The recent health care plan put in place by the Obama Administration, The Affordable Care Act, puts into place strong consumer protections, provides new coverage options and gives you the tools you need to make informed choices about your health. General information about the plan is available from the government at www.healthcare.gov/law/, but it can be hard to sift through all the information to know exactly how this new plan will affect you. Those currently or previously involved in Workers’ Compensation instances should be aware of certain aspects of the new plan that will have a direct impact on some of the procedures and policies that may change when the new plan is fully adopted. We’ve highlighted a few main points from the new plan and expanded on how they will affect you.
One of the most important policies in the new health care plan is that it will provide coverage for pre-existing conditions. Many people experience denial of coverage due to a pre-existing condition that they, or their family member may have. This will change under the new plan. Previously, it was hard for families to find a plan that would take on what most insurance companies considered a burden. Under the new health care plan, coverage cannot be denied to those who have a pre-existing condition. These consumer protections were added to most plans when a new plan year or new policy year occurred on or after September 23, 2010 in the form of a temporary pre-existing condition plan. The important thing to note is that when 2014 rolls around, the pre-existing condition protection will be officially extended to all Americans. Keep in mind that it is acceptable to keep your health plan the same if you are satisfied- this is simply a process of ensuring that all Americans have the same health-care options.
The second important part of the new plan regards the ‘Donut Hole’ that is known to be part of Medicare Part D, which is the Medicare option of paying a monthly premium for outpatient prescription drug coverage. The “donut hole”, formally referred to as the coverage gap, has caused problems for people who are involved with Medicare Part D, but will soon change in the new health care plan. This gap occurs when you reach a certain dollar amount in your prescription costs, leaving the entire cost to fall on the individual while the insurance pays nothing. Those on Medicare typically pay 25% of the cost for their prescription drugs totaling under $2,800, and 5% of the cost for their drugs totaling over $4,550. The middle ground, $2,800-$4,550, is what defines the coverage gap and people are responsible for all costs in this range. When the new health care plan is adopted, the coverage gap will cease to exist and those who fall in (what was formerly) the gap will be eligible to receive certain discounts and coverage. This is an important step America is taking in the health care progression, but it will take until 2020 to reach that lowest percentage point that people will have to pay for their prescription drugs. By that year, you will be paying 25% for generic as well as brand name drugs in the former coverage gap- a huge improvement from the previous bill of 100%.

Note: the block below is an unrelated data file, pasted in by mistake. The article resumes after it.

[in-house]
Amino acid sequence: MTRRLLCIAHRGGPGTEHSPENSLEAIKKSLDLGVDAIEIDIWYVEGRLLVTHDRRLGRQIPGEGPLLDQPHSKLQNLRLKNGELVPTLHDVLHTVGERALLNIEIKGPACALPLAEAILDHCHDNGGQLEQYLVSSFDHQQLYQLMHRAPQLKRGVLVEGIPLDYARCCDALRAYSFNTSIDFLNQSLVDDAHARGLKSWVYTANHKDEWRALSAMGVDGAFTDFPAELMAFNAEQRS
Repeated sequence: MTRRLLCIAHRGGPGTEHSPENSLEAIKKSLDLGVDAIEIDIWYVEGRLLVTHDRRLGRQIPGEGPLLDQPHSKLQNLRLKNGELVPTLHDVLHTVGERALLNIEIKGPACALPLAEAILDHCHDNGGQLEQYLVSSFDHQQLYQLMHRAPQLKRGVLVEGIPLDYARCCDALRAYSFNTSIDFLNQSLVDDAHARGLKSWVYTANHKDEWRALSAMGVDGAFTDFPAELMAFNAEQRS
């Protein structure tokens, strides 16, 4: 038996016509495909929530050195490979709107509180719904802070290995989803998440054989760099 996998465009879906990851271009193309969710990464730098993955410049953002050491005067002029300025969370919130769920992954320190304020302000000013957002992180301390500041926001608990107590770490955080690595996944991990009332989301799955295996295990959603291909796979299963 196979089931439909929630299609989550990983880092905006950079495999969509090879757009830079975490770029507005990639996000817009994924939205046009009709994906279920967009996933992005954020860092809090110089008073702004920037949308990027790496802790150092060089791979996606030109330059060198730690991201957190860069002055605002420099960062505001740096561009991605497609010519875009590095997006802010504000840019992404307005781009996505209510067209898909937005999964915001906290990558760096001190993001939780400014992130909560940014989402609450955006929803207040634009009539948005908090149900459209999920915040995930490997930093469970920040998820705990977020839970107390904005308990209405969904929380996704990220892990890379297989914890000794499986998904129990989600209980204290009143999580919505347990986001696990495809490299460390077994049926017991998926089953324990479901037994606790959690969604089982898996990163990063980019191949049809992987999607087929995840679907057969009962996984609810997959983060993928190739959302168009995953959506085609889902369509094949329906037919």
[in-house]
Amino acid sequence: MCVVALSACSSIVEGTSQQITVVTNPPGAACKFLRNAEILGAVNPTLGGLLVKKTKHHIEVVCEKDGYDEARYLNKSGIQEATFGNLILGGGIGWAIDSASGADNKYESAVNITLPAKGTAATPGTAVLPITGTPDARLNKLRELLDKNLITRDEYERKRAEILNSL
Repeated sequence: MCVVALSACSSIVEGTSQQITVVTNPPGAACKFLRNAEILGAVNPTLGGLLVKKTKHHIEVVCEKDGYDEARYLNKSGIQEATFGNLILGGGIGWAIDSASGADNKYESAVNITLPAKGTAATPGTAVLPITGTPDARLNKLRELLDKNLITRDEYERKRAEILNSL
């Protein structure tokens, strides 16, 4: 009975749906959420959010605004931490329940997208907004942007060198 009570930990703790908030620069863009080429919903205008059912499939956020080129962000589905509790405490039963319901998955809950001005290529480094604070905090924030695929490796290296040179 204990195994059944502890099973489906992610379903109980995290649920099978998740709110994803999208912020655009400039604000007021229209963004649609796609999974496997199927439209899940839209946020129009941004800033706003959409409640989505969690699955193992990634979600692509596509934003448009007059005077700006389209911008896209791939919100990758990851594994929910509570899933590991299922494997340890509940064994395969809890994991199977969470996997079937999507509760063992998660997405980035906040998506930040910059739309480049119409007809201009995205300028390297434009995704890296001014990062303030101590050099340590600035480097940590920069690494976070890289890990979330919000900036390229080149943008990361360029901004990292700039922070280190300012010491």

A third important aspect of the new health care plan involves preventative coverage. As certain conditions become more common and modern medicine advances to find relief for previously irreversible conditions, people are taking preventative measures so they don’t have to cope with a condition down the line. Allowing coverage for preventative measures is an opportunity for people to address problems before they may affect other areas of their lives. Common areas of health in which people seek preventative measures include family planning (birth control, contraception, testing), blood pressure and cholesterol screenings, osteoporosis testing and even colonoscopy procedures, just to name a few. The allowance of insurance companies to cover preventative measures is a step forward for people who have been trying to take care of themselves before health issues occur. This part of the new plan will help reduce costs in the future for Americans who are treating a condition that could have been prevented.
Though these facts are important for all Americans to know, they can have a substantial effect on those with Workers’ Compensation claims. Those who have been part of a Workers’ Compensation case may have moved past this part of their lives, but could still be suffering with the aftermath of an injury that stays with them even if they have gone back to work. The pre-existing condition section of the new plan will reassure any person who has a preexisting condition, including those caused by a work injury, that they cannot be denied benefits for that reason. Additionally, the cost of medication can be daunting. Some Americans are experiencing that the cost of medications needed to function after experiencing an injury on the job may fall in the coverage gap. It’s reassuring to know that under the new health care plan there will be some assistance when it comes time to pay for prescriptions. Being healthy before even setting foot on a job site may even help to avoid possible injuries. Having preventative measures included as part of your health care plan will enable you take preventative measures to avoid the possibility of a work injury.